For the first time in 2016, employers were required to report employee health insurance coverage under the Affordable Care Act (ACA), which was overwhelming for many. What made it a little more manageable, however, was the IRS pushing out the deadlines. You got an extra two more months to distribute employee copies and three more months to e-file with the IRS.
We’re now approaching the second year of mandatory ACA reporting – and it’s highly unlikely you’ll get the same extensions. Rather, you should mark your calendars with these specific 2017 deadlines:
|Form||Recipient Copies Due||Due to IRS|
March 2, 2017
|Electronic filing due March 31, 2017|
You must comply with ACA reporting requirements, or risk steep penalties. Penalties can apply for:
Beginning January 1, 2016, the IRS penalty for failing to file or furnish ACA forms more than doubled from $100 to $260, with a maximum of $3 million. Because the penalty applies separately to the form filed and the recipient copy furnished, you could incur a combined penalty of $520 per return.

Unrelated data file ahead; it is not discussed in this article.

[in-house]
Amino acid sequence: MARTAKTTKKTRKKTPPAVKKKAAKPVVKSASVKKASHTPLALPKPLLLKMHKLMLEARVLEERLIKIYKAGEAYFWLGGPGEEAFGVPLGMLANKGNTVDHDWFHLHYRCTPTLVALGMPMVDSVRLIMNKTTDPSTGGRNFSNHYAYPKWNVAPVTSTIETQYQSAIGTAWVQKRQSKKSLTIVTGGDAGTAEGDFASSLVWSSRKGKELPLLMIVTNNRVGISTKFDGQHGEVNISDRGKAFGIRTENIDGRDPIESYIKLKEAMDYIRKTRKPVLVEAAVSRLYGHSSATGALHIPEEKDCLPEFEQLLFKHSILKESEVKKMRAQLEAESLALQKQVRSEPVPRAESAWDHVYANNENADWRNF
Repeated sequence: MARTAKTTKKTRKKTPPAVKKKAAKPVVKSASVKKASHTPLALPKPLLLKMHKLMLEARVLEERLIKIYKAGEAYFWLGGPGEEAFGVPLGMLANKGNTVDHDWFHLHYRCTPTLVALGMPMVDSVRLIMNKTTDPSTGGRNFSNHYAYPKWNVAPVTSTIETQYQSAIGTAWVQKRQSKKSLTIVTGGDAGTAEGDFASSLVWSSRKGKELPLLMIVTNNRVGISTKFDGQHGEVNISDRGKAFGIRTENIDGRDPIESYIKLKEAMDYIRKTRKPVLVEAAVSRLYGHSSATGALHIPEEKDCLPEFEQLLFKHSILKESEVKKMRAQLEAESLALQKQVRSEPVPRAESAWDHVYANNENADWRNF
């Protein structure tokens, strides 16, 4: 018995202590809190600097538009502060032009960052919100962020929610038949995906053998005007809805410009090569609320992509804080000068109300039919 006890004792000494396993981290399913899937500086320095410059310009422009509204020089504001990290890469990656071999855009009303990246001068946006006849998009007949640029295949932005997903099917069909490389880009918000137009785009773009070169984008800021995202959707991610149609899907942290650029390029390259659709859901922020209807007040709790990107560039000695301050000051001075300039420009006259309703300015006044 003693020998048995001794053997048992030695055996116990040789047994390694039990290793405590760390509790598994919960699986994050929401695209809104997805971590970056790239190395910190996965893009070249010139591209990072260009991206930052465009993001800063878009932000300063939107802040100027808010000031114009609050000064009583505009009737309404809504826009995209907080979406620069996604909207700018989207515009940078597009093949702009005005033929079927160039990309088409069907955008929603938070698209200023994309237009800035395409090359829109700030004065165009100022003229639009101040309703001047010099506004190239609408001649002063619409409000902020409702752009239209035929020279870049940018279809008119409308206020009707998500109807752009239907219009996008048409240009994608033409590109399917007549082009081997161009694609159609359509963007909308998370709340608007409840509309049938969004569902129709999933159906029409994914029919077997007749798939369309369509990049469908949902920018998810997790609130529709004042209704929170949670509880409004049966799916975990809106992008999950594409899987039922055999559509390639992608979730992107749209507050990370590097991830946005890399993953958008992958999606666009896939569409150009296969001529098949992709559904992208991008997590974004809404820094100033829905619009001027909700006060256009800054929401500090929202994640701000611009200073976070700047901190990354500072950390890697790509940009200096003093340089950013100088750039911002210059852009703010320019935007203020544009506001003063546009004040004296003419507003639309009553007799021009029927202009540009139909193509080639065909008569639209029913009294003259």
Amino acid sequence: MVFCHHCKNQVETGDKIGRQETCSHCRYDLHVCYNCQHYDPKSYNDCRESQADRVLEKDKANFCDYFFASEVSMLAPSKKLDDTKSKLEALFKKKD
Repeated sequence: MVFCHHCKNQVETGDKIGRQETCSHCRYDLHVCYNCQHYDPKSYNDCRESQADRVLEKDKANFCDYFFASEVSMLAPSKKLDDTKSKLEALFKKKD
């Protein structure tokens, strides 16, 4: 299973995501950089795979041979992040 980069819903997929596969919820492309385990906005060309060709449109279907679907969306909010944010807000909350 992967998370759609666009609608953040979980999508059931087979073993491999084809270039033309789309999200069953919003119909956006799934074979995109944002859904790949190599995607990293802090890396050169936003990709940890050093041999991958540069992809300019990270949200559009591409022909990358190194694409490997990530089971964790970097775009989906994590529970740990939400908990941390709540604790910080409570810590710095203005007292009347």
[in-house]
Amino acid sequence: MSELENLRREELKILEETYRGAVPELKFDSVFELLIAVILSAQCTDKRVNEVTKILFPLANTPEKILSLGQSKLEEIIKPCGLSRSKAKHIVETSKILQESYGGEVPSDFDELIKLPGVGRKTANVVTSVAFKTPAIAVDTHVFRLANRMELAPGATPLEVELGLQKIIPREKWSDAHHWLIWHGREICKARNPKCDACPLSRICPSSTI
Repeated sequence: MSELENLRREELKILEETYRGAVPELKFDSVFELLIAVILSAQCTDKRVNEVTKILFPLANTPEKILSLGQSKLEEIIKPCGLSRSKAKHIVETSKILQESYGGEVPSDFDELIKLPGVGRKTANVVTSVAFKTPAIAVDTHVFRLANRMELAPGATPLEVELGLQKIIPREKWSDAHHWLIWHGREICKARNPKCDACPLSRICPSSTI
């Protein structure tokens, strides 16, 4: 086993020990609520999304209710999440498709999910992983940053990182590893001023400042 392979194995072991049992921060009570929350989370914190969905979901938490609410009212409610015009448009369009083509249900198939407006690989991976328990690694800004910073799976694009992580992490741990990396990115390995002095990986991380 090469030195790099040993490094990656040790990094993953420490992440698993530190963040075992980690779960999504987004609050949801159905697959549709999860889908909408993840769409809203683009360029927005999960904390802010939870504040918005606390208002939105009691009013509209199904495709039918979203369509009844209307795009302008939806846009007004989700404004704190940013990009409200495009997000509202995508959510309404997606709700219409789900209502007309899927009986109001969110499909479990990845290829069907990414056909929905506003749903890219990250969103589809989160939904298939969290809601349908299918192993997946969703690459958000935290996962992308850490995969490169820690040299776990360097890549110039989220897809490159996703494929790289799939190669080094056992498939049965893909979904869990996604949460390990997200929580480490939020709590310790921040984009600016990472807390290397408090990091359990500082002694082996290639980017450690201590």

The information gathering process is challenging for many businesses. To capture all the data required for 1095 reporting, you’ll need to pull from four major sources or internal departments: HR, payroll, benefits and time-tracking systems. This requires careful coordination, sharing and monitoring to complete the forms accurately and on time.
Most likely pulled from payroll or time-tracking system
Most likely pulled from HR records
Most likely pulled from HR records and benefits
Strict security is also necessary. Because the employee’s name and health insurer appears on the same form, the data is considered protected health information (PHI). Using a solution that is SOC-certified and HIPAA-compliant, like efileACAforms.com, can provide an added layer of protection with this type of data.
By following the guidelines above, you can drastically improve your chances of a smooth and accurate ACA filing process. However, even with the best intentions, data errors can occur – which can result in an audit.
No one wants to be under the scrutiny of the IRS. Learn some important guidelines on preventing an ACA audit.